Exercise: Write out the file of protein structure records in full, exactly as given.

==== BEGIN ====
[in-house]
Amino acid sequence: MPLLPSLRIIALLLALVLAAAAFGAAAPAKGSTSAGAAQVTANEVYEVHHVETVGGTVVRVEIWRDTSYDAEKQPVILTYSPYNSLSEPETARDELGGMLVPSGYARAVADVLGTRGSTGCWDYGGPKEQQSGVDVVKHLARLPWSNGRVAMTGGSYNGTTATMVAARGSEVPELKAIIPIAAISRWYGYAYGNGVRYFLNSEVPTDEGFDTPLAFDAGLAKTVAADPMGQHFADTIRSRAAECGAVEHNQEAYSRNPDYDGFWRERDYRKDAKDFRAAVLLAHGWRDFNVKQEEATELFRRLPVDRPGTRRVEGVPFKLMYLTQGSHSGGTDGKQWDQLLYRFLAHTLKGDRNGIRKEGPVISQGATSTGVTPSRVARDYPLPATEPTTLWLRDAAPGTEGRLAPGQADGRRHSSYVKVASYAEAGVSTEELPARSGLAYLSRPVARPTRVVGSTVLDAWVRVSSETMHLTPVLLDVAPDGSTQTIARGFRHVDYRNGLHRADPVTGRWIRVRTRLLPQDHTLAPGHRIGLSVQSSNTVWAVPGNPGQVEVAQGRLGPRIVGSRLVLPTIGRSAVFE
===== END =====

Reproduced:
[in-house]
Amino acid sequence: MPLLPSLRIIALLLALVLAAAAFGAAAPAKGSTSAGAAQVTANEVYEVHHVETVGGTVVRVEIWRDTSYDAEKQPVILTYSPYNSLSEPETARDELGGMLVPSGYARAVADVLGTRGSTGCWDYGGPKEQQSGVDVVKHLARLPWSNGRVAMTGGSYNGTTATMVAARGSEVPELKAIIPIAAISRWYGYAYGNGVRYFLNSEVPTDEGFDTPLAFDAGLAKTVAADPMGQHFADTIRSRAAECGAVEHNQEAYSRNPDYDGFWRERDYRKDAKDFRAAVLLAHGWRDFNVKQEEATELFRRLPVDRPGTRRVEGVPFKLMYLTQGSHSGGTDGKQWDQLLYRFLAHTLKGDRNGIRKEGPVISQGATSTGVTPSRVARDYPLPATEPTTLWLRDAAPGTEGRLAPGQADGRRHSSYVKVASYAEAGVSTEELPARSGLAYLSRPVARPTRVVGSTVLDAWVRVSSETMHLTPVLLDVAPDGSTQTIARGFRHVDYRNGLHRADPVTGRWIRVRTRLLPQDHTLAPGHRIGLSVQSSNTVWAVPGNPGQVEVAQGRLGPRIVGSRLVLPTIGRSAVFE